Music has no evolutionary benefit to humans, no real practical virtues to speak of. It's an odd odd thing, almost unique to humans (in that there are some songbirds which sing duets and so on, but that's about it for music in the animal kingdom) yet universal across human societies and cultures. Every human group has music, musical instruments started being invented very early... it's like music has always been with us, is what sets us apart from the animals... and yet, there's no good reason for it.

But music matters. Music can transport us. Music hath charms to soothe the savage breast, as it is said, although it is also often incorrectly said "beast" as well.

Some might suggest that music is not for all humanity, because you have to be able to hear it to appreciate it.

To which I say: SEZ YOU, hypothetical people!

First, consider the great composers who were deaf. Beethoven, for example. As Terry Pratchett put it, deafness doesn't stop composers from hearing the music, it only stops them hearing the distractions. But of course, Beethoven went deaf in his late twenties.

Big deal.

Allow me to point out the existences of:

1) Shawn Dale Barnett. Deaf drummer.

2) Beethoven's Nightmare, genuinely awesome rock band - all of whom are deaf.

Unsurprisingly, Beethoven's Nightmare rock some heavy drum and bass, because it's the rhythm and the vibrations that deaf people feel - the point being, it's still there. Maybe a deaf person would struggle to get much enjoyment out of a piccolo, but on the other hand, so do lots of hearing people. (ObMusicJokes here.)

There are, of course, many other deaf musicians and dancers. Those are random easy examples.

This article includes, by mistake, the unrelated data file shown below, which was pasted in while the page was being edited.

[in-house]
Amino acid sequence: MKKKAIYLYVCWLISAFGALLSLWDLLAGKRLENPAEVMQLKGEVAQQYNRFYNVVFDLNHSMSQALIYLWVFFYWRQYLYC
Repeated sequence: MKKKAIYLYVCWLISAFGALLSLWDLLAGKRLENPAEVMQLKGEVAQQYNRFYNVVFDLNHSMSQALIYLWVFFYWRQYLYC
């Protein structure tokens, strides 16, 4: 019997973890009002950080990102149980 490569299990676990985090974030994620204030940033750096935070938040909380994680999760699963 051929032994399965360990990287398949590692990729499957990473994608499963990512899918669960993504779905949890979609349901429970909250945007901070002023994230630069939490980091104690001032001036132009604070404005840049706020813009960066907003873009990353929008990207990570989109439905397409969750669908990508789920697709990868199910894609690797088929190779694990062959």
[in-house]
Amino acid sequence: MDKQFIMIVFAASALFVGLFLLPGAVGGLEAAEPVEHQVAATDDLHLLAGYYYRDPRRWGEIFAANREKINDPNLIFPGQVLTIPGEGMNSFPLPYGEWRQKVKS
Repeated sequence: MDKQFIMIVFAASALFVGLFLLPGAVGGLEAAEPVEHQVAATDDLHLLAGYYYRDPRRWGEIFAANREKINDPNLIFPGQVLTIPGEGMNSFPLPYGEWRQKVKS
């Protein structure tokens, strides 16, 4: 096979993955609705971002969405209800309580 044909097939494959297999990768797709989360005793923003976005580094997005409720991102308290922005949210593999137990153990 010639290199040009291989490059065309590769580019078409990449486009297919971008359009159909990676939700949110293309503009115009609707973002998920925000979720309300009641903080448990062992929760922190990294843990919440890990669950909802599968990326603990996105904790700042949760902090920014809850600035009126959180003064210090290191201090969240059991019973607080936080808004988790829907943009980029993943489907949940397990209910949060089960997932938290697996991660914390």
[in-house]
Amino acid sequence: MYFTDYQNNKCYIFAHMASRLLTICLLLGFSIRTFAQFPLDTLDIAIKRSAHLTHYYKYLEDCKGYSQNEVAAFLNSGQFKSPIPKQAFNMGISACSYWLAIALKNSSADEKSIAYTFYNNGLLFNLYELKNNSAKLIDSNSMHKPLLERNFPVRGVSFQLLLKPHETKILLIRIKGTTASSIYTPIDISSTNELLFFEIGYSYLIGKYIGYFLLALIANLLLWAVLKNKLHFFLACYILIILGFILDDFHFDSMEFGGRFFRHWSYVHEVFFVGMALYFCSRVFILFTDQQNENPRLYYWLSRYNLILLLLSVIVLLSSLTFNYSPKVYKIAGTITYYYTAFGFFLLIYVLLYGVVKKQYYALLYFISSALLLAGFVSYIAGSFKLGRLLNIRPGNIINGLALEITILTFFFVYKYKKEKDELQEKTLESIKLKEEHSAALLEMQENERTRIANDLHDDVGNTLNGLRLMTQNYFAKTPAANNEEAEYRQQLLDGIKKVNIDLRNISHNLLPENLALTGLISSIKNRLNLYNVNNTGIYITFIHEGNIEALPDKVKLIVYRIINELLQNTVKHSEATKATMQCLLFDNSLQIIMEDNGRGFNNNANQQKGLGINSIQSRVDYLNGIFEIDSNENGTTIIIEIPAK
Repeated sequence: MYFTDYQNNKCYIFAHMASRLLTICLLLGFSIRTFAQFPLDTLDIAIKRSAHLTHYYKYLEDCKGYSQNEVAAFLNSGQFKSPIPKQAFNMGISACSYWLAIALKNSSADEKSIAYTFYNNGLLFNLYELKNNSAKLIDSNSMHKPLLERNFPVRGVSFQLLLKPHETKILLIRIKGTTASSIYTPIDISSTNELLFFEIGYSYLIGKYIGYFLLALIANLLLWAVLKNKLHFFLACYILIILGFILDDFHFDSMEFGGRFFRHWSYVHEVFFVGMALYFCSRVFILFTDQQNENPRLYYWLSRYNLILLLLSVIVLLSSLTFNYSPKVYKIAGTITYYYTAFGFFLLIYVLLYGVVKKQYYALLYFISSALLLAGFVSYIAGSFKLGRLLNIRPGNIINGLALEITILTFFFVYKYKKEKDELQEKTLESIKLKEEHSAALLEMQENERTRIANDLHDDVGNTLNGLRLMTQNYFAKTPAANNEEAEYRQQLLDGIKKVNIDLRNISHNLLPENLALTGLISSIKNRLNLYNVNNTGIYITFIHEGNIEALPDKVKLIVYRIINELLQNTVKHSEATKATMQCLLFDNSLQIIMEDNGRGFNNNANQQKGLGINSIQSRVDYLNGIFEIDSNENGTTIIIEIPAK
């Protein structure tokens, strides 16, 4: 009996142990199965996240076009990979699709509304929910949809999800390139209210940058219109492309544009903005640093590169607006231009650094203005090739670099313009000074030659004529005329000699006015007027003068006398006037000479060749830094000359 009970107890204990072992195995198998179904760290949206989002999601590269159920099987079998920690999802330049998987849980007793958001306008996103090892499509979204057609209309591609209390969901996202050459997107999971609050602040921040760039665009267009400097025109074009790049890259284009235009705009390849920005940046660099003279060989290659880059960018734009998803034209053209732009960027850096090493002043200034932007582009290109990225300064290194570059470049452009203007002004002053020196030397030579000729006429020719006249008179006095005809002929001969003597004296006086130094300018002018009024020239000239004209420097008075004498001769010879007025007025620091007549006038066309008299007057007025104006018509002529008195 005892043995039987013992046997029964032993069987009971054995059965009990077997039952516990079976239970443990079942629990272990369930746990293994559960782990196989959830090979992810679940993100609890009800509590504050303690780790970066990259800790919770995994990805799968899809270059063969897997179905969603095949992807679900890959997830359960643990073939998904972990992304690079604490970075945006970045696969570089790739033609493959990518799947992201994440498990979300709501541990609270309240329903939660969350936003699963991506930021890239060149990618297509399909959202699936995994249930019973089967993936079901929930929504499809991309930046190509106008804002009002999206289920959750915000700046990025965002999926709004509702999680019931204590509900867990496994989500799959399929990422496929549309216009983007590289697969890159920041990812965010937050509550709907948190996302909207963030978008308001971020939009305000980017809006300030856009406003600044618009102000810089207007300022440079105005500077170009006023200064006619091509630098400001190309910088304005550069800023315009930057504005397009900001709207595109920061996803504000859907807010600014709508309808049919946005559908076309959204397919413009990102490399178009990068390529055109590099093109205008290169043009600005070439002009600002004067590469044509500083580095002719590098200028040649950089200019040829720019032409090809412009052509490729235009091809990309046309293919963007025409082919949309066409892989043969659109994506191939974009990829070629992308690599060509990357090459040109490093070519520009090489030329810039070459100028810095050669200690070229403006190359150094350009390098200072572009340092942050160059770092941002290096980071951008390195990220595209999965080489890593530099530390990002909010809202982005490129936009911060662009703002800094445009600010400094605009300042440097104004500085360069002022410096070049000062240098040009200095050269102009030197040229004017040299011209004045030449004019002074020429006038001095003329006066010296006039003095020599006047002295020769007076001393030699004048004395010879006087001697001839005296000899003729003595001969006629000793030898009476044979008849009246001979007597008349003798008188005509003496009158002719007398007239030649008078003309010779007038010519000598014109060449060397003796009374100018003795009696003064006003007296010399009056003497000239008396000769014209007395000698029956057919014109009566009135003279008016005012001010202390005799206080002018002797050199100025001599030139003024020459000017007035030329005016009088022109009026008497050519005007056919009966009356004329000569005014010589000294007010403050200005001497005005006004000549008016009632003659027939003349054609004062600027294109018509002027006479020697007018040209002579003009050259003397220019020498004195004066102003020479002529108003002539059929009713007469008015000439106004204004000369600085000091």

(I personally would probably be highly reluctant to attend a rock concert intended for deaf people, but then, these days I wouldn't go to rock concerts intended for hearing people either without an awful lot of incentive and some high-quality earplugs, and not just because pain issues cause crowds to make me extra nervous - due to past acoustic shock injury, sounds above certain frequences, at volume, cause me acute pain in and of themselves. Rock concerts are too loud for me, but that's just me. And no, I don't think becoming artificially deaf in one ear would help. I suspect I'd keep the pain but lose the benefit of actually being able to hear out of my left ear.)

Music is the unique birthright of humanity. Dr Sacks said in his interview on the Daily Show that rhythm is deep-set in the human brain - even after things like strokes, the sense of rhythm remains, and music can persist when language has been lost. Animals don't have a sense of rhythm - you can't teach a dog to dance.

So the question is, why? Many different answers have been proposed. The one some scientists would become instantly ragewaddish at (I'm thinking PZ Myers, Richard Dawkins, et al) is of course: God did it. Music is the divine gift to humanity.

Personally, that's an option I neither believe nor discount, but it's a lovely thought, to me.